Military Life Spouse 101

Must Have PCS Essentials

Summer is finally in the air! Flowers blooming, birds gathering nest materials, and the sweet melodies of … moving trucks backing up. That’s right, PCS season is officially upon us-and you’ve got orders!

This time around, you’re organized. You’ve created the itinerary that balances sightseeing, visiting relatives along the way, and maybe an arrival early enough that you can settle in before everyone goes back to work. You’ve put together your critical paperwork: medical records, orders, birth certificates, legal documents like wills, and so on. You’ve stashed a cooler filled with snacks, your electronics are charged and you have extra batteries on hand. Your vehicle officially has more food and entertainment than a Carnival Cruise ship.  You’re set, right?

Well, maybe. Although you may have a strict schedule, your moving company may … not. You may arrive at your new duty station days (or weeks) ahead of your household goods. So here’s a list of suggested items that will help you survive in your (empty) new apartment or dream home, and we promise they will only take up a little bit of space in your ride!

Kitchen essentials: One pot and one pan, a small dish detergent, some paper or plastic plates and plastic silverware. If you’re stranded, at least you can cook and eat a homemade meal.

Light source: Pack a small lamp (even if you leave the lamp shades with the movers), a flashlight and a couple of light bulbs (no brighter than 60 watt). Your new place may not have ceiling lights, and even if it does there’s no guarantee the bulbs work. Your first night home doesn’t have to be a dark one!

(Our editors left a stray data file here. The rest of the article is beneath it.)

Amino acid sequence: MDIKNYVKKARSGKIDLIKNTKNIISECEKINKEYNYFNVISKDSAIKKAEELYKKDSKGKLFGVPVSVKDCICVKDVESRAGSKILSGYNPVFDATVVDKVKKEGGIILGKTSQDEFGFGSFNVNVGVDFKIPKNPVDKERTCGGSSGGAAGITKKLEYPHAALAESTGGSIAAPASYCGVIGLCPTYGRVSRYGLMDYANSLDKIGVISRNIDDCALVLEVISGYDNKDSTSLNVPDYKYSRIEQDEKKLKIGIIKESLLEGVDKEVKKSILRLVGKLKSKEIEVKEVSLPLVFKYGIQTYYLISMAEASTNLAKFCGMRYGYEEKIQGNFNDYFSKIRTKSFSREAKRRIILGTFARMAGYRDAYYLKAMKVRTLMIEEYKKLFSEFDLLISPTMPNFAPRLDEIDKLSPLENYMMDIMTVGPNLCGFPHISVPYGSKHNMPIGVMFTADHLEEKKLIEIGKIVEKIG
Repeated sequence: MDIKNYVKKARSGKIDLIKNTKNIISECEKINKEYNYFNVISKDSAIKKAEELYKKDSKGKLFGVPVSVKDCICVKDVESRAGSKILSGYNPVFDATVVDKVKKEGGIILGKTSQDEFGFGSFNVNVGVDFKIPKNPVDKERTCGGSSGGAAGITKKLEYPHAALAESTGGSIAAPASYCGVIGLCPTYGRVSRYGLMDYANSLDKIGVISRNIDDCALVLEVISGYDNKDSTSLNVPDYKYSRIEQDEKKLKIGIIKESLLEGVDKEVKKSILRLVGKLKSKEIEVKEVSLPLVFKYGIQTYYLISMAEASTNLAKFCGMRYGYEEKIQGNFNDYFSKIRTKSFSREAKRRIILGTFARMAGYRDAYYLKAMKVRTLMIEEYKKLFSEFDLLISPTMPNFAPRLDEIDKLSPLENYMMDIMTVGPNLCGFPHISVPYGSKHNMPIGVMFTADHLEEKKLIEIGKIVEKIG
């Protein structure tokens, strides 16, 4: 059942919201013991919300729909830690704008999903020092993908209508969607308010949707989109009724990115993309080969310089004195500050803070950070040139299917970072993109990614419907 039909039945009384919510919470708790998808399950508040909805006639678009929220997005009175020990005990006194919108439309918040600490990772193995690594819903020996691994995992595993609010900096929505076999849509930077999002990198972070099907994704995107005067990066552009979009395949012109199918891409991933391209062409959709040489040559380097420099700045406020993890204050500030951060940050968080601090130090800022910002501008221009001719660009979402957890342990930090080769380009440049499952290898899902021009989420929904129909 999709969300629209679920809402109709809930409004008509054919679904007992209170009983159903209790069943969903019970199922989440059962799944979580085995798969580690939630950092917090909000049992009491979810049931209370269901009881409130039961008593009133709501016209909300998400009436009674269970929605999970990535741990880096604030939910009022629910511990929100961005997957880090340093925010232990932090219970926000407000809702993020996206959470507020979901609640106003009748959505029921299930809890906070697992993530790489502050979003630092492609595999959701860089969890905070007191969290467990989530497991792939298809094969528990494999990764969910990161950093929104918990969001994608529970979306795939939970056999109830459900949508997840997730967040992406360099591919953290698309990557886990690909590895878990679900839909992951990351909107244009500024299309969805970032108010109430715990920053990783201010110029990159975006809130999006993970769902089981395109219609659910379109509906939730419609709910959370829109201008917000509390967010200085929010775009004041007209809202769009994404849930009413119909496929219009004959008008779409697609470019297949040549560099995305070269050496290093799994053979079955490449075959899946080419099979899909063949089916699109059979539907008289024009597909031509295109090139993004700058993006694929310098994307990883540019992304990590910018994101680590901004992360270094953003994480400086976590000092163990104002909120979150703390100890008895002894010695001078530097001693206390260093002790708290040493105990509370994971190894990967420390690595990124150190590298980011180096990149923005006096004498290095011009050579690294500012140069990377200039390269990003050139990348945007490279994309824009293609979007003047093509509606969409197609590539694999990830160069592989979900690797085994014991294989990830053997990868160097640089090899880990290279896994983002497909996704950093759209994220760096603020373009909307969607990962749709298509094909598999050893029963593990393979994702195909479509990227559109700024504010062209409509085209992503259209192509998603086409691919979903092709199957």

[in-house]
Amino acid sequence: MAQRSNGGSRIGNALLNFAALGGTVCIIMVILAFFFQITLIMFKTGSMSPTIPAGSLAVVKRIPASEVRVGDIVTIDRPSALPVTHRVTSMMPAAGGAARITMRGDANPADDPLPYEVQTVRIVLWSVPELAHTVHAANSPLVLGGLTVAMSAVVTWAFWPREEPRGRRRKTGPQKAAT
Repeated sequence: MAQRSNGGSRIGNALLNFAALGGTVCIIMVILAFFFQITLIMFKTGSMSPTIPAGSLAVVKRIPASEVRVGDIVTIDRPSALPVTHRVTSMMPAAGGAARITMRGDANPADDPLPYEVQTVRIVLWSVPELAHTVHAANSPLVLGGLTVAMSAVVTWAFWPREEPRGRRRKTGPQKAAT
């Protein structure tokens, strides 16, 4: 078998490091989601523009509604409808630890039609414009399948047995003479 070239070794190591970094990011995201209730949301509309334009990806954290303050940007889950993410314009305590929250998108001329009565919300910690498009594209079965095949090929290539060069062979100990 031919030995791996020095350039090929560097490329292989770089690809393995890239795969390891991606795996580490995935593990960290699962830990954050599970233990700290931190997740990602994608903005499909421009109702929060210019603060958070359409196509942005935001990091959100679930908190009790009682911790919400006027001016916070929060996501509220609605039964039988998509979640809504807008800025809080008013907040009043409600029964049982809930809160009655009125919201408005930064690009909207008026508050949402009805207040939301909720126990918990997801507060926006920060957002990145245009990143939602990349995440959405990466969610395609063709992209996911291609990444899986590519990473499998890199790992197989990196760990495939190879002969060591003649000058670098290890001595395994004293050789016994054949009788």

Roll of toilet paper: This is especially important if you arrive at your new home late at night. After a long road trip, nobody wants to head to the local mini mart in search of supplies.

Engaging toys for children: puzzles, lightweight books, cards, and a smart phone-it’s likely you won’t have a television for the first few days; pack a few extra toys and books for the evening hours.

Seasonally appropriate clothing: Even if you are heading to a warm environment during the summer months, pack an extra sweatshirt and pair of shoes. Make sure you have clothing to wear around the house, and an outfit you’d feel comfortable wearing to a business casual dinner-just to be on the safe side.

Blankets, pillows, (and if you have room) an inflatable bed: These days, inflatable beds condense to remarkably small sizes. They’re a great investment for those first nights without furniture, and for the extra out-of-towners you’re hosting later on (like when your service member’s boot camp buddy comes into town). At the bare minimum, however, make sure you have packed enough pillows and blankets to be warm and cozy if you have to camp out for a couple of days.

Avoid: To save space, ask that your service member bring only the uniforms and boots he/she needs for check-in and normal work. The rest can be sent with the movers, making room for the “essentials” listed above.


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